A staff member greets students at Lincoln Charter School as they returned to campus in October 2020. The school is one of initial participants in a pilot program for coronavirus testing. Taylor Helms / Lincoln Charter School.

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The state Department of Public Instruction has released guidance to schools on how to implement House Bill 82 Summer Learning Choice for NC Families.

The legislation ensures that every school district offers 30 days, or 150 hours, of in-person instruction this summer. For most districts, this will take the form of six five-day weeks of summer school.

Summer school is optional for families and is open to all students, although priority will be given to students deemed “at risk of retention” based on their 2020-21 academic performance. There will not be a virtual option.

House Bill 82 passed unanimously on April 1 and received Gov. Roy Cooper‘s signature on April 9. House Speaker Tim Moore, R-Cleveland, Rep. Jeffrey Elmore, R-Wilkes, Rep. John Torbett, R-Wilkes, and Rep. Jeff Zenger, R-Forsyth, were the bill’s primary sponsors.

“Parents are ready to see their children going back to school and recovering from the learning loss that has occurred during the pandemic,” Moore said on the day the bill passed.

Val Young, president of the Forsyth County Association of Educators, said creating an in-person environment for students this summer is a great idea. 

Student-to-teacher ratios tend to be lower over the summer, she noted. “We know that you can get more done when you have fewer children in a room; when that teacher-child ratio is small, you get a lot more done,” Young said.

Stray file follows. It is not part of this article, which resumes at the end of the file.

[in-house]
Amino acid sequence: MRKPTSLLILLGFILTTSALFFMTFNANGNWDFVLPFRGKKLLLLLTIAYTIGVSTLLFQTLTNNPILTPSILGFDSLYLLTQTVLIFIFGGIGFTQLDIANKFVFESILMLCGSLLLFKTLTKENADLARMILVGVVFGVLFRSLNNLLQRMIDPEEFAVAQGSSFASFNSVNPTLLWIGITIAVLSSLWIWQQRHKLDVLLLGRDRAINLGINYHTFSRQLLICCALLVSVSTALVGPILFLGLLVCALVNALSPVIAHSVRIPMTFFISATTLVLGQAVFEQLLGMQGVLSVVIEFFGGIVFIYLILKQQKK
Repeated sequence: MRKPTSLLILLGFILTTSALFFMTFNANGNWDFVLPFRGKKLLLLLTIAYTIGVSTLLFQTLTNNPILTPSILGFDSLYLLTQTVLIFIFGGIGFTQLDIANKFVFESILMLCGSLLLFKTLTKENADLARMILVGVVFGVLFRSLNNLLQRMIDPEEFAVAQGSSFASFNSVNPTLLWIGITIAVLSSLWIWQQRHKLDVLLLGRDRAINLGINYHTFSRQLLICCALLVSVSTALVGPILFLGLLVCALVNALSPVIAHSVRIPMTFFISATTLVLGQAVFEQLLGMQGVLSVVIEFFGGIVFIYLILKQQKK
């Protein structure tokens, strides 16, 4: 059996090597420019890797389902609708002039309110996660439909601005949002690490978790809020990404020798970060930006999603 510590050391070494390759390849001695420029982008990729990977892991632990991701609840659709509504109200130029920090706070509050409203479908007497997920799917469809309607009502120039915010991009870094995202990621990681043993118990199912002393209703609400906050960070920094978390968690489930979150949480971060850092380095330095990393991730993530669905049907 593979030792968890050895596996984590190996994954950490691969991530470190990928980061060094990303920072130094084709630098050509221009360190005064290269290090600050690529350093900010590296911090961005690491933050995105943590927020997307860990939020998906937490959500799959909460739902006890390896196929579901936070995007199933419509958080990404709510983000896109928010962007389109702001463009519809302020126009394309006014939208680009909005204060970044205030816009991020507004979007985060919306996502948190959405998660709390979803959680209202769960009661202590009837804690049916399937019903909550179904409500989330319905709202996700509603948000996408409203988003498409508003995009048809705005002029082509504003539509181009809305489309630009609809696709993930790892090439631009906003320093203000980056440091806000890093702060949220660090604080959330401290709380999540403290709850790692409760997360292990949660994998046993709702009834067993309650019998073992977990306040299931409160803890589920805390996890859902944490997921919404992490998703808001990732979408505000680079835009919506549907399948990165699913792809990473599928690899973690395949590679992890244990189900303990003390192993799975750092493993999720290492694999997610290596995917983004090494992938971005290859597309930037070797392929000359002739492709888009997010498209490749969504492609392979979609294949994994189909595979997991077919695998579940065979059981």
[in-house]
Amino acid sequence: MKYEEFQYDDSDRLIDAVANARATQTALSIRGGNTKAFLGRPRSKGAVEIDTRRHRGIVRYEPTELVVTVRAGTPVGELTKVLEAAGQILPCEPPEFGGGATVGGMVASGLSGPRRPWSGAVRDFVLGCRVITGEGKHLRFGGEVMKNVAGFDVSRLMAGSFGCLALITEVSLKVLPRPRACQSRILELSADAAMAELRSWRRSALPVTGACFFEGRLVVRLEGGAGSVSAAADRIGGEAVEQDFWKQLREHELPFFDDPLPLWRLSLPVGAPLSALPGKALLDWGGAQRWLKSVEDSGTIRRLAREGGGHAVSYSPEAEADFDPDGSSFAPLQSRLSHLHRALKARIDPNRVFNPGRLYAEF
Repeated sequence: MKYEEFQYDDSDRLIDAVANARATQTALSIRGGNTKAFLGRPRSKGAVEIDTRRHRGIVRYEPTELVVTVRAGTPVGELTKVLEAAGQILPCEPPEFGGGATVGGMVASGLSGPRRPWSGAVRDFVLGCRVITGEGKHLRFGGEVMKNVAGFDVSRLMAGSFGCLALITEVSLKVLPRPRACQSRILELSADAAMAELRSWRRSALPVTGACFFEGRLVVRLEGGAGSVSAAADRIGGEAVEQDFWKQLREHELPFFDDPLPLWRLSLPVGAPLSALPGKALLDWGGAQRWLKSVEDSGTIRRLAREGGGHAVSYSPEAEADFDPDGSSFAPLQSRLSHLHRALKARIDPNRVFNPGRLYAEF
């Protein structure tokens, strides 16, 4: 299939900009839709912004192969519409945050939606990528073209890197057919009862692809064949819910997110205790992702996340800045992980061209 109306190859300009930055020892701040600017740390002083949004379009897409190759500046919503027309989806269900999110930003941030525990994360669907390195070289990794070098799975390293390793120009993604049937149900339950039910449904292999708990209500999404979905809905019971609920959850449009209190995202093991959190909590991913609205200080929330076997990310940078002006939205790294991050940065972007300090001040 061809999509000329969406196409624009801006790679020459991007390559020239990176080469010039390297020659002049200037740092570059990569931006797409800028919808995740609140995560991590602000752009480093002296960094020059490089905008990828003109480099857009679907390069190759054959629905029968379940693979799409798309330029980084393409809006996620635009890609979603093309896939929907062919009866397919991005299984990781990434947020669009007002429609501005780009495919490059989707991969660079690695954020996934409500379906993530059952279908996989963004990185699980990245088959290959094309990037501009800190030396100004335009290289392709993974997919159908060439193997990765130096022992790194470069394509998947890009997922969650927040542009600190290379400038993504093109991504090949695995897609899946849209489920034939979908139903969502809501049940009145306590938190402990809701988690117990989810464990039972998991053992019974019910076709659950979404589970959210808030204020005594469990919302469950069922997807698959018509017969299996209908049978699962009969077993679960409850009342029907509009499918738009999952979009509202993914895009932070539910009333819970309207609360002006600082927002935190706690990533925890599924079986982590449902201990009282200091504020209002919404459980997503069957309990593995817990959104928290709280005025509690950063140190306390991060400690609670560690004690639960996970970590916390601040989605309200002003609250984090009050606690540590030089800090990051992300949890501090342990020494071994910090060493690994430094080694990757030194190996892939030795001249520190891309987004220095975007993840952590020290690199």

She added that in-person teaching is helpful because there are some subjects, like teaching handwriting to younger children, that don’t translate over the computer.

Funding sources

The legislation directs local education agencies, or LEAs, to tap federal funding they received under the Elementary and Secondary School Emergency Relief Fund to help fund this year’s expanded summer school program.

The N.C. Department of Public Instruction also held more than $66 million in reserve for LEAs to use on in-person summer school programs.

Those funds will be allocated to LEAs using a federal formula that prioritizes districts and schools with higher percentages of children from low-income families, according to Blair Rhoades, director of the Communications and Information Division of the DPI.

The legislation stipulates that in addition to addressing learning loss, each summer program must include in-person “social-emotional learning supports for all students” as well as enrichment activities, such as sports, art or music.

“The intent of the legislation is to hold in-person summer enrichment,” said Michael Maher, executive director of the DPI’s Office of Learning Recovery.

“The focused instructional periods are important, but we should not lose sight of the importance of the additional socio-emotional supports or the enrichment activities.” 

In March, the state estimated that 23% of students are at risk of retention this school year. That number may change as final test scores come in at the end of the year.

“At-risk” students who complete summer school will have their “promotion eligibility” reassessed by their principal after completing summer school and may be able to move on to the next grade.

All kindergarten students who participate in summer school will be advanced to first grade.

Each K-8 student will also take a competency-based assessment at the beginning and the end of the program to gauge progress.